Haha comon now, noone pays attention to the primary care rankings. Yeah, like Michigan State D.O. school with its 25 or something avg MCAT is a better school than Yale. The only people that use the primary care rankings are people that go to a "lower tier" school but feel the need to tell people they go to a "highly ranked primary care" school. Just be happy where you go, and get that lower tier school chip off your shoulder. Besides, what does primary care rankings have to tell us about skill treating patients? Its no coincidence that the higest ranked research schools are also affililiated with the top medical centers that provide the best, most cutting edge medical care. so yes, research does reflect skill in patient care.
I'm very happy with where I'm going and I definitely don't have a chip on my shoulder. I picked my school based solely on proximity to where I currently live. My wife is in professional school as well so I didn't want us to have to live apart. Based on my stats I would have been very competitive for a 'top tier school,' but I didn't even apply because I wasn't willing to relocate.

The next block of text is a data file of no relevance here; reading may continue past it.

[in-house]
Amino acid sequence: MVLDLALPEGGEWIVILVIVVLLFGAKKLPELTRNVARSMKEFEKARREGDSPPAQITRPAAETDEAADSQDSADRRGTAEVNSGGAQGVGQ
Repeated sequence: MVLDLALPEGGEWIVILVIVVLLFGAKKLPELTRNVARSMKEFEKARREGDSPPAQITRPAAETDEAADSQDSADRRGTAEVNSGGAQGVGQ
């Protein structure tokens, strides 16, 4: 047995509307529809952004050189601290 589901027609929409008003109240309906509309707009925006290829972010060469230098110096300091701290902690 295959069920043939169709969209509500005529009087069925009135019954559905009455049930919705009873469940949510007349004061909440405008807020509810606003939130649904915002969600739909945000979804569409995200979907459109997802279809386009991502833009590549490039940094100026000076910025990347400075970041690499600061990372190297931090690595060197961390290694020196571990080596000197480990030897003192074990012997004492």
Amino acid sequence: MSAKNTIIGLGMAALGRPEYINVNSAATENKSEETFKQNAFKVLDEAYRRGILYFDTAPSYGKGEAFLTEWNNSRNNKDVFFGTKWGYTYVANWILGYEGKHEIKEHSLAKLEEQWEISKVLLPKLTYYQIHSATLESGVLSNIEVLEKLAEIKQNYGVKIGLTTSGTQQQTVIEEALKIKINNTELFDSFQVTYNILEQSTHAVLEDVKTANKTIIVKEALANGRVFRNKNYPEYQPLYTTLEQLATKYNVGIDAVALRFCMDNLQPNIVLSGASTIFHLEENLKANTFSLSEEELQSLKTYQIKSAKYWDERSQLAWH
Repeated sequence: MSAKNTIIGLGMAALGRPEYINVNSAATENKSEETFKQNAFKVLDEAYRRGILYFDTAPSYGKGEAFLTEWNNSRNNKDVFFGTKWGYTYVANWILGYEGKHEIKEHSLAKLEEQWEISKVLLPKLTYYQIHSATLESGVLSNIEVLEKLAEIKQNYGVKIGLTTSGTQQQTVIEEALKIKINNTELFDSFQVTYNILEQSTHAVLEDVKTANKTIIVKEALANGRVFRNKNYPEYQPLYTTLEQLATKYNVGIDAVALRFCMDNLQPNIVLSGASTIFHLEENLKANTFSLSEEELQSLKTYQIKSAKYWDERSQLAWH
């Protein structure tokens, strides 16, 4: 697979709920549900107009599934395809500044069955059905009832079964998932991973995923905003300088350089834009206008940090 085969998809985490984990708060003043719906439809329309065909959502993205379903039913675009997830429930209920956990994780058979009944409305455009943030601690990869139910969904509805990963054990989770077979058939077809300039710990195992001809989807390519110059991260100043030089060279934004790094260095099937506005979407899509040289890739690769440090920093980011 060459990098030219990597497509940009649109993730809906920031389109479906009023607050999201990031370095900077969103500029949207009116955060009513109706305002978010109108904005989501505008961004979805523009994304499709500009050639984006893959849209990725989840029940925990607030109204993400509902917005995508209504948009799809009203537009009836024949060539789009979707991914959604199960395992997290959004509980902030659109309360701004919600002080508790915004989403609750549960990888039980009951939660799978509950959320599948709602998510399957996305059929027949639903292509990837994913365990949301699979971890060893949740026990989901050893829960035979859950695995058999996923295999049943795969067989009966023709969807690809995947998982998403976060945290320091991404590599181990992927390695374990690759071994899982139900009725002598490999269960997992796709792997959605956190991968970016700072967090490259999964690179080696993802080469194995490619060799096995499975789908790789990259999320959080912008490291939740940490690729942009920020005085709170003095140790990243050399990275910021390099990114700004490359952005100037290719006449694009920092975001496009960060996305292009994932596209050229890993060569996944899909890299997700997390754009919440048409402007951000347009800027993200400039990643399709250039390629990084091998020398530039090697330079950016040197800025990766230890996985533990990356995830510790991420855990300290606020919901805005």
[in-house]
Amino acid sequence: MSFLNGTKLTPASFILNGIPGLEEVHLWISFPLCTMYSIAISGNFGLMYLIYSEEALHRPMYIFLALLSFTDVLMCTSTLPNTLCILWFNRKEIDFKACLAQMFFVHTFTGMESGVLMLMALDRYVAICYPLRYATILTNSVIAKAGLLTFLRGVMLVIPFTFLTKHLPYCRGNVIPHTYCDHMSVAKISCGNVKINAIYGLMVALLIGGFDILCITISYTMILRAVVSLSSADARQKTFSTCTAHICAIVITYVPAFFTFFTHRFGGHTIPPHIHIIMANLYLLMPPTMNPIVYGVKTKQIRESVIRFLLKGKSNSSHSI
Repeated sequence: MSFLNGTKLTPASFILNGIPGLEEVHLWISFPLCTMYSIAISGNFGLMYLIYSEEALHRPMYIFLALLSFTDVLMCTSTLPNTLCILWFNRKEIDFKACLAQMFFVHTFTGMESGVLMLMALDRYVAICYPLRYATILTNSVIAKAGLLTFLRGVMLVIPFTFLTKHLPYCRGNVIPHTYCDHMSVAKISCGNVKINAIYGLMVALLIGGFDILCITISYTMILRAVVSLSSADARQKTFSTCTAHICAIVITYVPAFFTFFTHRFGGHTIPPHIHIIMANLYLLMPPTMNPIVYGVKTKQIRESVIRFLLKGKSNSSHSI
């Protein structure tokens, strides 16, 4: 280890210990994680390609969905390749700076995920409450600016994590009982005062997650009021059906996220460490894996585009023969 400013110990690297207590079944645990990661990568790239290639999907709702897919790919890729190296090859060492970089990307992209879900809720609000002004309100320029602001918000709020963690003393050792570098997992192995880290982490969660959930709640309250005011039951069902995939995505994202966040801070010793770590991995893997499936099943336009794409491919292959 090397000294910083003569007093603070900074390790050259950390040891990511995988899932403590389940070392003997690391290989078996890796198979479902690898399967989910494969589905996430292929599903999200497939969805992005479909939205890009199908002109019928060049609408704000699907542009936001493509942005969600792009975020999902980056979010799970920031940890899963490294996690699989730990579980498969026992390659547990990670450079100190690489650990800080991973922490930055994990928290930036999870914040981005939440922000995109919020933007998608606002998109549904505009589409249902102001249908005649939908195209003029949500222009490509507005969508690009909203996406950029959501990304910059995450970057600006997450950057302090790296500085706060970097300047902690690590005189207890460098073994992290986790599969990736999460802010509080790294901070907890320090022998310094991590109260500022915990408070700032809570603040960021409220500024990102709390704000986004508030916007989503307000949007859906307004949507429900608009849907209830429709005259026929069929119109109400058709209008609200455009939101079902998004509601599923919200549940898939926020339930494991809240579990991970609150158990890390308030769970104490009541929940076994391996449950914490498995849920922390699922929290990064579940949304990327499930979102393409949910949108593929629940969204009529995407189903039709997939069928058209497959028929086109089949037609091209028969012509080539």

No doubt when people think of top medical schools they think of the ivy schools, stanford, johns hopkins. My point is that people should take a step back and look at what type of doctor they want to become. If you want to become a primary care doctor (family, peds, IM - including subspecialties) then why do you care about NIH funding? Are the top research schools better than the top primary care schools at training primary care doctors?

I'm sure many will make the argument that the top ranked research schools crank out the best doctors period. Well, I would say it is a chicken and egg problem. These top schools attract the top students so is it really fair to assign a doctor's success/talent to their school? Wouldn't they probably have become just as good a doctor if they went to a different school?
 

brothersboff

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eyeful said:
Haha comon now, noone pays attention to the primary care rankings. Yeah, like Michigan State D.O. school with its 25 or something avg MCAT is a better school than Yale. The only people that use the primary care rankings are people that go to a "lower tier" school but feel the need to tell people they go to a "highly ranked primary care" school. Just be happy where you go, and get that lower tier school chip off your shoulder. Besides, what does primary care rankings have to tell us about skill treating patients? Its no coincidence that the higest ranked research schools are also affililiated with the top medical centers that provide the best, most cutting edge medical care. so yes, research does reflect skill in patient care.